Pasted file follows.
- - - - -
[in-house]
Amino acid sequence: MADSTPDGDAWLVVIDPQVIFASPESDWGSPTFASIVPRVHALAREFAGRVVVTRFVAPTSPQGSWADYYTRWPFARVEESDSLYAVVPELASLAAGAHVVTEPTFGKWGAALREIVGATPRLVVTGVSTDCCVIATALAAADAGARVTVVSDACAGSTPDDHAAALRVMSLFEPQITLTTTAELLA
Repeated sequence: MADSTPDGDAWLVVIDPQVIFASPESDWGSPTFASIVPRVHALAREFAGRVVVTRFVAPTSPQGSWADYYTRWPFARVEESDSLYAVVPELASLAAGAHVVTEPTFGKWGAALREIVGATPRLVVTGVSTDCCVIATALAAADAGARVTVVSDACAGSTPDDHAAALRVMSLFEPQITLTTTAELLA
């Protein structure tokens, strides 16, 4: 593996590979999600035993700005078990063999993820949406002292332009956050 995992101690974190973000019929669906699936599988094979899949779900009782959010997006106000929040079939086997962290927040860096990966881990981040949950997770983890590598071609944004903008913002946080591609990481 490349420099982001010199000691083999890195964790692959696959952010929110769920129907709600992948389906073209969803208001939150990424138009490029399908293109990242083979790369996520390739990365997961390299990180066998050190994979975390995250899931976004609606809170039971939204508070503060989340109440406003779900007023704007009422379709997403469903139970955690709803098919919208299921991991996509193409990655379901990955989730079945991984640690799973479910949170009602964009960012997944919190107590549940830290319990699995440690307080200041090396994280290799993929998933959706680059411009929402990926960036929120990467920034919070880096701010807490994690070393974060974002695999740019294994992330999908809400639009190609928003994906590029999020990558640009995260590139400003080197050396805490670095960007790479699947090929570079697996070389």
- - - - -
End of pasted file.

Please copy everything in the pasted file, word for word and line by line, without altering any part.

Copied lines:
[in-house]
Amino acid sequence: MADSTPDGDAWLVVIDPQVIFASPESDWGSPTFASIVPRVHALAREFAGRVVVTRFVAPTSPQGSWADYYTRWPFARVEESDSLYAVVPELASLAAGAHVVTEPTFGKWGAALREIVGATPRLVVTGVSTDCCVIATALAAADAGARVTVVSDACAGSTPDDHAAALRVMSLFEPQITLTTTAELLA
Repeated sequence: MADSTPDGDAWLVVIDPQVIFASPESDWGSPTFASIVPRVHALAREFAGRVVVTRFVAPTSPQGSWADYYTRWPFARVEESDSLYAVVPELASLAAGAHVVTEPTFGKWGAALREIVGATPRLVVTGVSTDCCVIATALAAADAGARVTVVSDACAGSTPDDHAAALRVMSLFEPQITLTTTAELLA
């Protein structure tokens, strides 16, 4: 593996590979999600035993700005078990063999993820949406002292332009956050 995992101690974190973000019929669906699936599988094979899949779900009782959010997006106000929040079939086997962290927040860096990966881990981040949950997770983890590598071609944004903008913002946080591609990481 490349420099982001010199000691083999890195964790692959696959952010929110769920129907709600992948389906073209969803208001939150990424138009490029399908293109990242083979790369996520390739990365997961390299990180066998050190994979975390995250899931976004609606809170039971939204508070503060989340109440406003779900007023704007009422379709997403469903139970955690709803098919919208299921991991996509193409990655379901990955989730079945991984640690799973479910949170009602964009960012997944919190107590549940830290319990699995440690307080200041090396994280290799993929998933959706680059411009929402990926960036929120990467920034919070880096701010807490994690070393974060974002695999740019294994992330999908809400639009190609928003994906590029999020990558640009995260590139400003080197050396805490670095960007790479699947090929570079697996070389």